Japanese Iris Iris ensata 'The Great Mogul'

☠ Toxic to humans
🐾 Toxic to pets
🌸 Blooming
🍪 Not edible
‍🌱 Hard-care
Japanese water iris 'The Great Mogul'


The Great Mogul is a striking and ornamental plant that displays large, showy flowers. The blossoms are characterized by their rich purple color, which can sometimes appear almost velvety. These dramatic blooms often showcase a deeper, near-black, purple veining that radiates out from the center, adding to their intricacy and beauty. The flowers possess a classic shape common to their kind, with three upright petals (standards) and three downward curving petals (falls), the latter often adorned with a bright yellow or white signal area that contrasts with the deep purple petals. The foliage of The Great Mogul consists of long, slender leaves that emerge in a clump and fan out gracefully. These leaves are a vibrant green, providing a lovely backdrop to the luxurious blooms atop sturdy, upright stems. This lush foliage complements the ornamental flowers, enhancing the overall elegance of the plant. Due to its striking appearance, The Great Mogul is a popular choice for water gardens or boggy areas, where its roots stay moist, mimicking its natural environment. When in full bloom, the plant presents a regal and eye-catching display that can be a focal point in any garden setting. Overall, The Great Mogul's dramatic flowers and attractive foliage make it a much-desired plant for gardeners looking to add a splash of bold color and sophistication to their landscapes.

Plant Info
Common Problems

About this plant

  • memoNames

    • Family


    • Synonyms

      Japanese Iris, Japanese Water Iris, The Great Mogul

    • Common names

      Iris ensata 'The Great Mogul'.

  • skullToxicity

    • To humans

      Japanese iris, which includes Iris ensata 'The Great Mogul', typically contains irritant substances within its rhizomes and leaves that can cause gastrointestinal upset if ingested. The most common symptoms of ingestion include nausea, vomiting, abdominal pain, and diarrhea. Handling the plant may also cause skin irritation in some individuals due to the presence of these substances.

    • To pets

      Japanese iris, such as Iris ensata 'The Great Mogul', is known to contain irritant compounds, particularly in the rhizomes and leaves, that may be toxic to pets if ingested. The consumption of plant parts can lead to gastrointestinal distress characterized by symptoms such as drooling, vomiting, abdominal pain, and diarrhea. In some cases, excessive ingestion could lead to more severe health issues. It is advisable to prevent pets from chewing or ingesting this plant.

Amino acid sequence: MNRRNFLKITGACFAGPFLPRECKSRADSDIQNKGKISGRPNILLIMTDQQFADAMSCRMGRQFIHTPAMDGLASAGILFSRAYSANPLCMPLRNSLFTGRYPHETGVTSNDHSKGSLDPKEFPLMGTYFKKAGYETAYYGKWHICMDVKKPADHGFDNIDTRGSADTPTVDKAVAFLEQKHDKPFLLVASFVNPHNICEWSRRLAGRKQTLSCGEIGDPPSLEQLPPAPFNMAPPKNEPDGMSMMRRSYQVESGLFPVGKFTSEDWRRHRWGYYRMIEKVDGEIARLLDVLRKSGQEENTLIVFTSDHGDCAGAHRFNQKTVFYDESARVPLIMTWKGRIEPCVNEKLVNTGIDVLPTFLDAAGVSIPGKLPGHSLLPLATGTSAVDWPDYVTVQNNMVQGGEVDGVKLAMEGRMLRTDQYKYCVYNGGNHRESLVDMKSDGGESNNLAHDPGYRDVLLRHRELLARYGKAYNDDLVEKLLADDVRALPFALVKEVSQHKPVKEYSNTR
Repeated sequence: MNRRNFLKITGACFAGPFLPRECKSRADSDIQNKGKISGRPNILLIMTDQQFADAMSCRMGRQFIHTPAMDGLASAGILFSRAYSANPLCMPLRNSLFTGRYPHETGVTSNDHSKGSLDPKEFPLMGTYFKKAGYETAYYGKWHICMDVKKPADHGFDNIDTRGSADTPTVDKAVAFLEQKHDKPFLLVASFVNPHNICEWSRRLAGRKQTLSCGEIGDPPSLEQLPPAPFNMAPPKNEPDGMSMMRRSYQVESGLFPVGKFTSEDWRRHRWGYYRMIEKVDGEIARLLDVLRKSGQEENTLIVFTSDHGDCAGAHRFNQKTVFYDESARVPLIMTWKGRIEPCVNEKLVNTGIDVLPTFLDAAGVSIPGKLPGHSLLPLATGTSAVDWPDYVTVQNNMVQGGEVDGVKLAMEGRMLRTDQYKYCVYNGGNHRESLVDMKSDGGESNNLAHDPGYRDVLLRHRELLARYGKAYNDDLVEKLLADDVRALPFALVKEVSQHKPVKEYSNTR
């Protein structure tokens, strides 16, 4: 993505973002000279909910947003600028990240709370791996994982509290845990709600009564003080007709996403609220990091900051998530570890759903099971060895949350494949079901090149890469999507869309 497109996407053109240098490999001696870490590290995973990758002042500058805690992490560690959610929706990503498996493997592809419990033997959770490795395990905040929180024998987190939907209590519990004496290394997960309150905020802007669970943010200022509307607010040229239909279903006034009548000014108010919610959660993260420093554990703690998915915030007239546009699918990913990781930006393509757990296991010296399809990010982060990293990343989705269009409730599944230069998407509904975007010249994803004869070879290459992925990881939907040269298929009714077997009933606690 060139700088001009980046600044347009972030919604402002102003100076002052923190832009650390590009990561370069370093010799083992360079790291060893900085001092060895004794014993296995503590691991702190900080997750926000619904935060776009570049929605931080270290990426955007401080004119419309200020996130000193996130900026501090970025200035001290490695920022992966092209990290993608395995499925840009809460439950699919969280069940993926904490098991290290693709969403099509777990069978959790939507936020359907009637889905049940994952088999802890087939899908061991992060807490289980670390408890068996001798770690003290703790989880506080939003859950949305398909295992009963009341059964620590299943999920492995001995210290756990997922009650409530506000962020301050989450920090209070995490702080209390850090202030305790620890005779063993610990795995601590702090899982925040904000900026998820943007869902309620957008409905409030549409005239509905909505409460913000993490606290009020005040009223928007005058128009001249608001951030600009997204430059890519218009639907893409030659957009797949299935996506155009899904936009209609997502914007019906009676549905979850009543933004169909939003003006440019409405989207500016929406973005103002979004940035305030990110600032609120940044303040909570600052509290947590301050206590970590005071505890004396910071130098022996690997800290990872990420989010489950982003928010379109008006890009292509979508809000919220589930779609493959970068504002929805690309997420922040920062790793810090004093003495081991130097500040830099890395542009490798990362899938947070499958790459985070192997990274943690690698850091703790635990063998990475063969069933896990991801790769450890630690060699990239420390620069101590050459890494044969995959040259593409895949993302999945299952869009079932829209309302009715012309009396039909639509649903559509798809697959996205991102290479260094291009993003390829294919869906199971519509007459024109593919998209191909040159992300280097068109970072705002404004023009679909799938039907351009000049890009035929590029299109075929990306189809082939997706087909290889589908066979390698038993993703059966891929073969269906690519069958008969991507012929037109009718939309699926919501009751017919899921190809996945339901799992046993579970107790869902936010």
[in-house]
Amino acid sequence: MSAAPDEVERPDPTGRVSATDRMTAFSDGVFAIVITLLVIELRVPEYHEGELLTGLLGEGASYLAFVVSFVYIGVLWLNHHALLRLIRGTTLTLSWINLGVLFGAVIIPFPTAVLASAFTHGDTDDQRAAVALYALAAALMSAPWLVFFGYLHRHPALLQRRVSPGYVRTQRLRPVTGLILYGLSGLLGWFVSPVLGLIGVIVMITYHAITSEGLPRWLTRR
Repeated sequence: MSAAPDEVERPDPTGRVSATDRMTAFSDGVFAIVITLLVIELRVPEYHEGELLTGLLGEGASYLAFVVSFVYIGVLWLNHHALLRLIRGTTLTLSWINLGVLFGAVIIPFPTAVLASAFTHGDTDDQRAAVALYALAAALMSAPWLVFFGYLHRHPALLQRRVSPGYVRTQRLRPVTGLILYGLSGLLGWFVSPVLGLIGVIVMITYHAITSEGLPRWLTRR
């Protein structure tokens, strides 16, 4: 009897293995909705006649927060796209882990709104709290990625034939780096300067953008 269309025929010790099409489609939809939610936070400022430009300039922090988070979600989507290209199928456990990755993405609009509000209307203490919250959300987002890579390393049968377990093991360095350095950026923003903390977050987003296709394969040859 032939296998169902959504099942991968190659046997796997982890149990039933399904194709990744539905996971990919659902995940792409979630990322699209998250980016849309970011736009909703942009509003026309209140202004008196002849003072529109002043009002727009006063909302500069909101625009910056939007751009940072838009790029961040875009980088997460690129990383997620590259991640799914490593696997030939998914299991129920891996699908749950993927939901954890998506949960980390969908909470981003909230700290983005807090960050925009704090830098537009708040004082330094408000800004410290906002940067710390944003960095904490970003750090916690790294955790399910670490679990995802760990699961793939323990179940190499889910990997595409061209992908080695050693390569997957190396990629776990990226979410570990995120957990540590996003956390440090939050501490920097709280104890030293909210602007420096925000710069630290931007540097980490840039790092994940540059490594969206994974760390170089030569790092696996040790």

• infoCharacteristics

    • Life cycle


    • Foliage type


    • Color of leaves


    • Flower color


    • Height

      2-3 feet (60-90 cm)

    • Spread

      2 feet (60 cm)

    • Plant type


    • Hardiness zones


    • Native area



  • money-bagGeneral Benefits

    • Decorative Appearance: Japanese iris 'The Great Mogul' showcases striking purple flowers, adding an elegant and colorful touch to any garden or landscape.
    • Water Feature Companion: Well-suited for planting near ponds or streams, this plant thrives in moist conditions, enhancing water features with its beauty.
    • Pollinator Attraction: The flowers attract pollinators such as bees and butterflies, which are essential for the pollination of many plants and crops.
    • Seasonal Interest: With its mid to late-summer bloom time, 'The Great Mogul' provides interest during a time when many other plants have finished flowering.
    • Architectural Structure: Its tall, upright form adds vertical interest to garden designs, creating a focal point or backdrop for other plants.
    • Versatility in Landscaping: Can be used in a variety of landscape settings, such as borders, beds, and around water features, offering designers flexible choices.
    • Cultural Significance: The Japanese iris holds significant cultural importance in Japan which could be reflected and appreciated in thematic gardens or collections.
    • Low Maintenance: Once established, 'The Great Mogul' requires minimal maintenance, making it a suitable choice for gardeners of all skill levels.

  • medicalMedical Properties

    This plant is not used for medical purposes.

  • windAir-purifying Qualities

    This plant is not specifically known for air purifying qualities.

  • leavesOther Uses

    • The resilient fibers of Japanese iris can be used for making traditional Japanese paper, known as washi.
    • Dried iris petals provide a natural source of color for botanical dyes used in arts and crafts.
    • Japanese iris blooms are sometimes used in Ikebana, the Japanese art of flower arrangement, for their elegant form.
    • The stalks of the iris can be crafted into natural garden stakes to support other plants due to their sturdy structure.
    • Japanese iris can serve as a natural indicator plant for wet conditions since they thrive in high water areas.
    • These iris rhizomes are sometimes utilized in water filtration systems for ponds to promote cleaner and clearer water.
    • The plant's seed pods have an architectural shape and can be included in dried floral arrangements for decoration.
    • Juice extracted from the leaves can be used as a natural dye for fabrics, giving them a soft green hue.
    • During blooming season, Japanese iris can act as a natural way to draw in pollinators such as bees and butterflies to the garden.